Vertebral column morphology, C-start curvature, and the evolution of mechanical defenses in tetraodontiform fishes

Journal Article (Journal Article)

Maximum body curvature during the initial phase of escape swimming (stage 1 of C-start) was measured in four species of tropical marine fishes. A linear correlation between maximum curvature and number of functional intervertebral joints was found (range for number of joints, 17-25). A biomechanical model of vertebral column bending predicts that, if intervertebral joint angles are held constant, increasing the number of joints should produce a linear decrease in the measured curvature coefficient (curvature coefficient is inversely related to curvature). The measured curvature coefficients fit this model closely, indicating that, within the range of 17-25 joints, vertebral number is an important determinant of vertebral column flexibility. The study species with the lowest vertebral number, a filefish, Monacanthus hispidus, is a member of the Tetraodontiformes, a group characterized by the lowest vertebral numbers found among fishes. Elaborate antipredator defenses, such as a carapace and the ability to inflate the body, have evolved six times within the Tetraodontiformes, and some form of mechanical defense is present in all families of this group. We propose an evolutionary scenario in which low vertebral number reduced the escape swimming performance of ancestral tetraodontiforms, thus increasing their vulnerability to predators and driving the repeated evolution of mechanical defenses in this group. Our finding that lower vertebral numbers are correlated with lower C-start curvature suggests that low vertebral number may impair escape performance; thus, one necessary condition for the proposed scenario is met.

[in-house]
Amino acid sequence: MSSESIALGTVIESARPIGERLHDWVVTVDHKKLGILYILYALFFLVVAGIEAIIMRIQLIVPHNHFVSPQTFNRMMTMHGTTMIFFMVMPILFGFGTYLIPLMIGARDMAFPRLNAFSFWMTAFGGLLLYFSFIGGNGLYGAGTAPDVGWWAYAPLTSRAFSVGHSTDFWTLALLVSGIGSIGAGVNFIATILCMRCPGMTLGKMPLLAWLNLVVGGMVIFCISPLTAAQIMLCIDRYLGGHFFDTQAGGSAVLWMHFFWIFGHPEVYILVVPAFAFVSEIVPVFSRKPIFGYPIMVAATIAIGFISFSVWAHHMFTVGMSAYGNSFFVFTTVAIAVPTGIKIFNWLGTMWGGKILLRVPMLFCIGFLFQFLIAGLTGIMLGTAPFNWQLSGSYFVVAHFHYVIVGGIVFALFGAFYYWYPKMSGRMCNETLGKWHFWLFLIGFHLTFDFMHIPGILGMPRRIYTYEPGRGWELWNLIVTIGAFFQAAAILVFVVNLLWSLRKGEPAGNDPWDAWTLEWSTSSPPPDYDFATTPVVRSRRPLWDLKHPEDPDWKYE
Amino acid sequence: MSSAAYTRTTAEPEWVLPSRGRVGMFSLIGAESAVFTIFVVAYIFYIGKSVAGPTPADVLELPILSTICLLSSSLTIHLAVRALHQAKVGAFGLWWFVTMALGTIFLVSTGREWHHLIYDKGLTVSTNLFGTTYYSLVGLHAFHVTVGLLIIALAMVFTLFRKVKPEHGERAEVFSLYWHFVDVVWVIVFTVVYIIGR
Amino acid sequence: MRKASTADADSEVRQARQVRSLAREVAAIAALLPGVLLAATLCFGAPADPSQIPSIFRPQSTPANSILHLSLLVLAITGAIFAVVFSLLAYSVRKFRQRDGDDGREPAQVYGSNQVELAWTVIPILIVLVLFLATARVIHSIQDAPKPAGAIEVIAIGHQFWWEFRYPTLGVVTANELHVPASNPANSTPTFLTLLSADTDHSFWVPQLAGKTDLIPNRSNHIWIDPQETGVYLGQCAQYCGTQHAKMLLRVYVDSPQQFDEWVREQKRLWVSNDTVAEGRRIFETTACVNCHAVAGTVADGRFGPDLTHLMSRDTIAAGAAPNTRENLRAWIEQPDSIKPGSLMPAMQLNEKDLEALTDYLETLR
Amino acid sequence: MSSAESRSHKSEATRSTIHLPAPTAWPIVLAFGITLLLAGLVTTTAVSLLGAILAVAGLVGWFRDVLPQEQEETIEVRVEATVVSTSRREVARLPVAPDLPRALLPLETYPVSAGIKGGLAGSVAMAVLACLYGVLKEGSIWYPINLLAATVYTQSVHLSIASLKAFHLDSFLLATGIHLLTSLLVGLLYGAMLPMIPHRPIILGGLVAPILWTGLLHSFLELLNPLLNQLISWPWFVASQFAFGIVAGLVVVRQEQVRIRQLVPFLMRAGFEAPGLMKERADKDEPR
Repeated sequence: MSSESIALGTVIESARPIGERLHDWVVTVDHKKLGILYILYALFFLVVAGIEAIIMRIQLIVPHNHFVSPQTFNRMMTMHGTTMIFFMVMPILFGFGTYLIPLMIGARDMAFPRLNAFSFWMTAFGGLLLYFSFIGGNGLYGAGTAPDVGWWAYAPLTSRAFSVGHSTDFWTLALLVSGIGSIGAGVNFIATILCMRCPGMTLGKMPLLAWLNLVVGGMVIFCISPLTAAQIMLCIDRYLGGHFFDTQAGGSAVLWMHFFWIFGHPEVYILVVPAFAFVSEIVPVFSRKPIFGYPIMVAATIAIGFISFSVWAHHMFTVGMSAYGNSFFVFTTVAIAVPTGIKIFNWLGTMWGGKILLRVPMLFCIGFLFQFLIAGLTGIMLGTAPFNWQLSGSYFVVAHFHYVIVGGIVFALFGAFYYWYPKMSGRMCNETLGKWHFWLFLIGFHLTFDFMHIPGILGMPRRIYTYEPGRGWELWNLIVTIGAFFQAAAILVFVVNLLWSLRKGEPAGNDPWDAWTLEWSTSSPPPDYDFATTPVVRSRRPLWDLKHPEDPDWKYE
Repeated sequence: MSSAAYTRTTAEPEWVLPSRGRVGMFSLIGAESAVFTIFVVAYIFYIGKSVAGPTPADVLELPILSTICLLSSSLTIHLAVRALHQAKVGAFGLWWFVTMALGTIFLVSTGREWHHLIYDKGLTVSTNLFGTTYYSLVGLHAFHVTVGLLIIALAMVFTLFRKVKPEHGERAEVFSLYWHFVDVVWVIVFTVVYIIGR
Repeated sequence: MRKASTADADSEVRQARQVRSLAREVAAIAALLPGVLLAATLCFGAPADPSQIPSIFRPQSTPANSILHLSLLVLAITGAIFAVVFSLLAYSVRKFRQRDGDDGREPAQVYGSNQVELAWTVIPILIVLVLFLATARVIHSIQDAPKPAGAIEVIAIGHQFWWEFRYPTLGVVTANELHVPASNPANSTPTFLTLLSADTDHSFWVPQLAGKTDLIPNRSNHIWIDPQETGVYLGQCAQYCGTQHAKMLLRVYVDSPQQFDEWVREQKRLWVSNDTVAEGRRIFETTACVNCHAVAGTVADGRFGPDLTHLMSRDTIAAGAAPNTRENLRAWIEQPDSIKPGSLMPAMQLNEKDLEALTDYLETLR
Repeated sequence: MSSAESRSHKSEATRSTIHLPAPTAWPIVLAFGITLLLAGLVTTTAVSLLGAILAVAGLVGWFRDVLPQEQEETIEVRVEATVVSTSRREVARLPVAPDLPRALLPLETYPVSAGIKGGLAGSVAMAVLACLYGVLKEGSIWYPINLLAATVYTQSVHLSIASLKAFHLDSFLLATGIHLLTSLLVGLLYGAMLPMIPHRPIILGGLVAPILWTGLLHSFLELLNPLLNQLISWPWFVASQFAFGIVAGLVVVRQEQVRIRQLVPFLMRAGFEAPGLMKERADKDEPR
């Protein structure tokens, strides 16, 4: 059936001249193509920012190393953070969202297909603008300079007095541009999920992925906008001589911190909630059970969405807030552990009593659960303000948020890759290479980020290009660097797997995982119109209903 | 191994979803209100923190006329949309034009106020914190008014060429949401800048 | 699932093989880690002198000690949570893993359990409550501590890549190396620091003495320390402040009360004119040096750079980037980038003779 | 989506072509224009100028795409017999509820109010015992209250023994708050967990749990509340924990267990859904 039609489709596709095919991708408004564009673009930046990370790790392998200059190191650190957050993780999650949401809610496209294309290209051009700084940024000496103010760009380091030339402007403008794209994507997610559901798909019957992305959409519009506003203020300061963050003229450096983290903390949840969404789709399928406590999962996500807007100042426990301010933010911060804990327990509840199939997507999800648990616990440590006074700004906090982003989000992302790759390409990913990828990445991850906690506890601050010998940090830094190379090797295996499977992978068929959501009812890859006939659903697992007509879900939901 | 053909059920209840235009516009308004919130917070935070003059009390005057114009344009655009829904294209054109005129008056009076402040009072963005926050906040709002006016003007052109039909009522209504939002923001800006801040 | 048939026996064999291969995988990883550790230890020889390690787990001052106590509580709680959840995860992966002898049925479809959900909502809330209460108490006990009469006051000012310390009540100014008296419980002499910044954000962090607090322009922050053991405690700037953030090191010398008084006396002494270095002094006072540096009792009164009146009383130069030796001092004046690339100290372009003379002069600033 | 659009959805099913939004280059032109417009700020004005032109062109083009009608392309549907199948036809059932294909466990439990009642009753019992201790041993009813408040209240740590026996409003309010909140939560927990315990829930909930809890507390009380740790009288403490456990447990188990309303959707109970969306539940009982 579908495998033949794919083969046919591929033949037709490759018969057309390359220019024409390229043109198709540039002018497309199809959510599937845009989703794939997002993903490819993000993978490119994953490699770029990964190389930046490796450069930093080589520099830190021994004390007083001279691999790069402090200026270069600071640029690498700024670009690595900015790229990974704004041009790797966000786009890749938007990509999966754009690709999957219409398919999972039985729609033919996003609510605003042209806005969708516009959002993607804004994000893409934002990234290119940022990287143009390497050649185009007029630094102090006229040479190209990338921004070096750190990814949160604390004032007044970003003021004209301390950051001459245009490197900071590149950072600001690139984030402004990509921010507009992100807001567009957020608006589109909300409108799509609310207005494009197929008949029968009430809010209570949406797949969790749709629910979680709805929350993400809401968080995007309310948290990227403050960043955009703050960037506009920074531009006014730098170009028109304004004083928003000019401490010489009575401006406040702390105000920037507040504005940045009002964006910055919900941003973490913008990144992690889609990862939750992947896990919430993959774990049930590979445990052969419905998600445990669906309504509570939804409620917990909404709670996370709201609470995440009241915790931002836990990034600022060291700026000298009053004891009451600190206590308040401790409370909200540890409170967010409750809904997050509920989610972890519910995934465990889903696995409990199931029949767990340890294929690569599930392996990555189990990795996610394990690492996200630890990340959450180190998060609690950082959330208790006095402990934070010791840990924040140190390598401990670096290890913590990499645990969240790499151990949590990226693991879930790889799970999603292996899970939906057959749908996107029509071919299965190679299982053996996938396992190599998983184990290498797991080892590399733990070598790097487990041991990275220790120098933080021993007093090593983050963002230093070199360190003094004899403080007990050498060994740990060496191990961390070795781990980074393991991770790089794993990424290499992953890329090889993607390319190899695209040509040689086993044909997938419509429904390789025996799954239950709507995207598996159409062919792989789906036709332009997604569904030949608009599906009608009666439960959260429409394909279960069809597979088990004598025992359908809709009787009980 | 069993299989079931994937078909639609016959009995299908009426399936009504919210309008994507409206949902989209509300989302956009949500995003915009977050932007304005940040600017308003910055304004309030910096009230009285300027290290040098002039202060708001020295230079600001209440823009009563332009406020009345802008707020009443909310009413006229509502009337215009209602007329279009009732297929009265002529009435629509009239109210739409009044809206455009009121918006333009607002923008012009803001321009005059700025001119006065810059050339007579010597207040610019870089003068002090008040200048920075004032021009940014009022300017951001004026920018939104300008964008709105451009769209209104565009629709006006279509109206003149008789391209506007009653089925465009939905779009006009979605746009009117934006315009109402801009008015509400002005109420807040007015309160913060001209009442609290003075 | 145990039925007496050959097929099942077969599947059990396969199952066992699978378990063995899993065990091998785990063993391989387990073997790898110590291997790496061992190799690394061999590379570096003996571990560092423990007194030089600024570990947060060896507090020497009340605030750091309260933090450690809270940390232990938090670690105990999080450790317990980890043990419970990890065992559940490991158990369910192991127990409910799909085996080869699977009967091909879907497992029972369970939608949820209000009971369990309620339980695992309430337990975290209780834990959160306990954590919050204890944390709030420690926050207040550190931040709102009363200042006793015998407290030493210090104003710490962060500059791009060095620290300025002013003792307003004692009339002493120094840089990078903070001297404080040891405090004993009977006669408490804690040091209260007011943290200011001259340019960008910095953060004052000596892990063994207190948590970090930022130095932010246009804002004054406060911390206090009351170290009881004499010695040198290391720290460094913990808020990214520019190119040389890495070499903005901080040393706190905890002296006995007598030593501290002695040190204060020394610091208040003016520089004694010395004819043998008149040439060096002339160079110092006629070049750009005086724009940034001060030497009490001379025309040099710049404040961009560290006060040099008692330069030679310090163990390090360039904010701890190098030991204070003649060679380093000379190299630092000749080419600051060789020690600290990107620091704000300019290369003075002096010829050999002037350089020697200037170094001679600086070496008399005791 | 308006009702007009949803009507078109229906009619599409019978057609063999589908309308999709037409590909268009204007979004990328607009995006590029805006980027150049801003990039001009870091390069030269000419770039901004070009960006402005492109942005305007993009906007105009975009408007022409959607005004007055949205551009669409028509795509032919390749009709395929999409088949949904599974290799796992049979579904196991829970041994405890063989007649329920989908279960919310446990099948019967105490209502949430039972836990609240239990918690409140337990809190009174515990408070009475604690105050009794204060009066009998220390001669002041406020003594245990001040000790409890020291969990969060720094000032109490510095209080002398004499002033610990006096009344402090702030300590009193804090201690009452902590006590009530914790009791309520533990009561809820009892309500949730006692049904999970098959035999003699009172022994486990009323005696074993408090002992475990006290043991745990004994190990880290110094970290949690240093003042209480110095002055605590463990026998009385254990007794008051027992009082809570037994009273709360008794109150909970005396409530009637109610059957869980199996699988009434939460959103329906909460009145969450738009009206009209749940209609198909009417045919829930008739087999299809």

Full Text

Duke Authors

Cited Authors

  • Brainerd, EL; Patek, SN

Published Date

  • December 30, 1998

Published In

Start / End Page

  • 971 - 984

International Standard Serial Number (ISSN)

  • 0045-8511

Digital Object Identifier (DOI)

  • 10.2307/1447344

Citation Source

  • Scopus